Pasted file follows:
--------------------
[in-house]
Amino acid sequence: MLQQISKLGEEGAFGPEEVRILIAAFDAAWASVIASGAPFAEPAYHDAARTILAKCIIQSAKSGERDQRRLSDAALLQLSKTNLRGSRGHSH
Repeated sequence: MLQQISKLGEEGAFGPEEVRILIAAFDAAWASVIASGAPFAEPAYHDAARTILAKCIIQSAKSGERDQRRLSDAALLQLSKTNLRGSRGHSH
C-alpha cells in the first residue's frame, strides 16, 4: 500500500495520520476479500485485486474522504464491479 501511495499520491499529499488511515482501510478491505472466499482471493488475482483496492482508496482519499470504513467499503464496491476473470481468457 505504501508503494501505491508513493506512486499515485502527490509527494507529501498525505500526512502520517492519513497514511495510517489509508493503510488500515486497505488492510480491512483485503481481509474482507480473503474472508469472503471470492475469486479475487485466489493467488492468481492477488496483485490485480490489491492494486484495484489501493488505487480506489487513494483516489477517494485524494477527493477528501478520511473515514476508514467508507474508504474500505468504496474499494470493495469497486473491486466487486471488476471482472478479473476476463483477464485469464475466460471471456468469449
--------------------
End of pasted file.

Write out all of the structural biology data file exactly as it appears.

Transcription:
[in-house]
Amino acid sequence: MLQQISKLGEEGAFGPEEVRILIAAFDAAWASVIASGAPFAEPAYHDAARTILAKCIIQSAKSGERDQRRLSDAALLQLSKTNLRGSRGHSH
Repeated sequence: MLQQISKLGEEGAFGPEEVRILIAAFDAAWASVIASGAPFAEPAYHDAARTILAKCIIQSAKSGERDQRRLSDAALLQLSKTNLRGSRGHSH
C-alpha cells in the first residue's frame, strides 16, 4: 500500500495520520476479500485485486474522504464491479 501511495499520491499529499488511515482501510478491505472466499482471493488475482483496492482508496482519499470504513467499503464496491476473470481468457 505504501508503494501505491508513493506512486499515485502527490509527494507529501498525505500526512502520517492519513497514511495510517489509508493503510488500515486497505488492510480491512483485503481481509474482507480473503474472508469472503471470492475469486479475487485466489493467488492468481492477488496483485490485480490489491492494486484495484489501493488505487480506489487513494483516489477517494485524494477527493477528501478520511473515514476508514467508507474508504474500505468504496474499494470493495469497486473491486466487486471488476471482472478479473476476463483477464485469464475466460471471456468469449